Count no''Count : Flashbacks to Faulkner
By: Wasson, Ben.Material type: TextSeries: eBooks on Demand.Publisher: Jackson : University Press of Mississippi, 2012Description: 1 online resource (217 p.).ISBN: 9781604739329.Subject(s): Faulkner, William, 1897-1962 -- Criticism and interpretation | Faulkner, William, 1897-1962 | Southern States -- In literatureGenre/Form: Electronic books.Additional physical formats: Print version:: Count no''Count : Flashbacks to FaulknerDDC classification: 813.52 Online resources: Click here to view this ebook.
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|Electronic Book||UT Tyler Online Online||PS3511 (Browse shelf)||http://uttyler.eblib.com/patron/FullRecord.aspx?p=866929||Available||EBL866929|
Cover; Contents; List of Illustrations; Acknowledgments/Photo Credits; Publisher''s Note; Preface; Ben Wasson: A Personal Reminiscence; Oxford; Greenville; New York; Hollywood; Home Again; Some Names in the Text; Index; A; B; C; D; E; F; G; H; I; J; K; L; M; N; O; P; R; S; T; U; V; W; Y
Coming home to Oxford, Mississippi, in 1918 after a stint in the Royal Flying Corps, young William Faulkner was arty and dandified. He sometimes was seen in his airman''s uniform, and he affected English manners. His pose amused some of his townsmen, and joking behind his back, they called him "The Count" and "Count No ''Count."During this period Ben Wasson met Faulkner at the University of Mississippi, where both were students. Their interest in art and literature drew them together. Later Wasson became Faulkner''s first literary agent, as well as an adviser and sounding board. In New York Wasson edited a Faulkner manuscript into a readable length. It was published as Sartoris. Also, Wasson helped Faulkner to place The Sound and the Fury with a new York publisher. Their friendship lasted for more than thirty years as their paths crossed and recrossed in New York, Hollywood, and Mississippi.In Count No ''Count Wasson muses over this long and close relationship in anecdotal accounts which he calls flashbacks.Wasson depicts a Faulkner who is humorous, occasionally naive, aggressive, and loving. At times he is the most courteous of gentlemen. At other times he is a tragic figure attempting to deal with griefs and disappointment by lapsing into alcoholic binges. The reader will discern a Faulkner whose artistic and creative nature produced sometimes bizarre behavior and destructive drives for achievement.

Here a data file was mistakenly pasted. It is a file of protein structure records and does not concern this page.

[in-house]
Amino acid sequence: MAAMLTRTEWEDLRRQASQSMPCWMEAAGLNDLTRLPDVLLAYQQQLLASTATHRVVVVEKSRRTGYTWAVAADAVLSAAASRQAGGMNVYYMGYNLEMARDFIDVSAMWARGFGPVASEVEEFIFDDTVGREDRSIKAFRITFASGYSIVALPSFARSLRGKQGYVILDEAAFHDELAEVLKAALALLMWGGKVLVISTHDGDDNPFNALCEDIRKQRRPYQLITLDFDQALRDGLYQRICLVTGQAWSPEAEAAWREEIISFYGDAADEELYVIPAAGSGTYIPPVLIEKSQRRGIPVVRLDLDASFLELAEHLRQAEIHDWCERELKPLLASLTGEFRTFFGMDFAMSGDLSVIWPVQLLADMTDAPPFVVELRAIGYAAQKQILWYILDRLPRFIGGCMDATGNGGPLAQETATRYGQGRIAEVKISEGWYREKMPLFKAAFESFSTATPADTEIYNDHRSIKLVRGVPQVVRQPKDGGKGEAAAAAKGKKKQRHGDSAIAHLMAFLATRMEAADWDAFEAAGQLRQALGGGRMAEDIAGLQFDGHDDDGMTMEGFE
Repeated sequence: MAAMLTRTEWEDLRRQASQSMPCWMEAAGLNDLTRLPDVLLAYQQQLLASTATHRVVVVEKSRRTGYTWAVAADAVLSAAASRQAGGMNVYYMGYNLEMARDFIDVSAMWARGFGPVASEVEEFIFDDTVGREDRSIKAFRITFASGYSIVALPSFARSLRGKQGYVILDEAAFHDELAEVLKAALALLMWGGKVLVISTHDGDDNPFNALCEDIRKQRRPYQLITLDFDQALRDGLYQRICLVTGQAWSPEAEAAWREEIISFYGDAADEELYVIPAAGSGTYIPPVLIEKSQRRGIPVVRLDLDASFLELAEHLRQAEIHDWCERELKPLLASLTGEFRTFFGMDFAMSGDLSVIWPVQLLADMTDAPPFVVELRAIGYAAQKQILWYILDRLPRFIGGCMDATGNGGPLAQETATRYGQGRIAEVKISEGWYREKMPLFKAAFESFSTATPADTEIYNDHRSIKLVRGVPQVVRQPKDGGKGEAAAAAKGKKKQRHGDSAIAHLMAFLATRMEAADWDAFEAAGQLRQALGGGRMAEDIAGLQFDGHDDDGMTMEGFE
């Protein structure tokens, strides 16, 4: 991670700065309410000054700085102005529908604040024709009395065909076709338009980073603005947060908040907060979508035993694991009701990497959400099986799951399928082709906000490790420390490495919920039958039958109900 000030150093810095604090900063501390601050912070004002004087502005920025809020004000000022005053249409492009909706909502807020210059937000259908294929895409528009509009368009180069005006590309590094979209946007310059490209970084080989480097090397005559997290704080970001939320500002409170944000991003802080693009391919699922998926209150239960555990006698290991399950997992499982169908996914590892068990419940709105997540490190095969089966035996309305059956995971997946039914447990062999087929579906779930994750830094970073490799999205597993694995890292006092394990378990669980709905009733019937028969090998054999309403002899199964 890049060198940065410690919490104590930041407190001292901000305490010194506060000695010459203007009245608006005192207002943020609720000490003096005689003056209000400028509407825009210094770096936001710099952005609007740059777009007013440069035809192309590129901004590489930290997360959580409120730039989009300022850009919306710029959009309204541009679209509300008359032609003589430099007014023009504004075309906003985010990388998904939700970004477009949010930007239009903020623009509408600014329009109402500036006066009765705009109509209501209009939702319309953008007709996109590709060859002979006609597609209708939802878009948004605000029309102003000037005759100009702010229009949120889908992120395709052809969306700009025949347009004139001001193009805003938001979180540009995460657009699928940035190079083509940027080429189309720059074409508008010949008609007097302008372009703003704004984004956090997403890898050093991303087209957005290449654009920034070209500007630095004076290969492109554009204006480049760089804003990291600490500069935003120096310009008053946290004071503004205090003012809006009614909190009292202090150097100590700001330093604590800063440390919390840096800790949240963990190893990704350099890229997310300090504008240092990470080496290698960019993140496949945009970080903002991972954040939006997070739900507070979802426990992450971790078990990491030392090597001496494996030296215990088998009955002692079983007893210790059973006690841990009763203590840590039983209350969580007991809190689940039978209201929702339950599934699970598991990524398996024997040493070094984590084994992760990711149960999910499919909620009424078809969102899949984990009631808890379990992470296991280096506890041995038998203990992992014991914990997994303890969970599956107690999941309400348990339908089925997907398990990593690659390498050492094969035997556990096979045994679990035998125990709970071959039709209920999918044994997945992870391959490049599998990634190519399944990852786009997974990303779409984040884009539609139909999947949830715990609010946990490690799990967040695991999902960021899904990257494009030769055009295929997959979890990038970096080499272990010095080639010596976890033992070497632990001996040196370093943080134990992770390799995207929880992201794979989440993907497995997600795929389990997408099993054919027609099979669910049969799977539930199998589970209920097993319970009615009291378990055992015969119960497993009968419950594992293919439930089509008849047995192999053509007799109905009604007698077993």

Description based upon print version of record.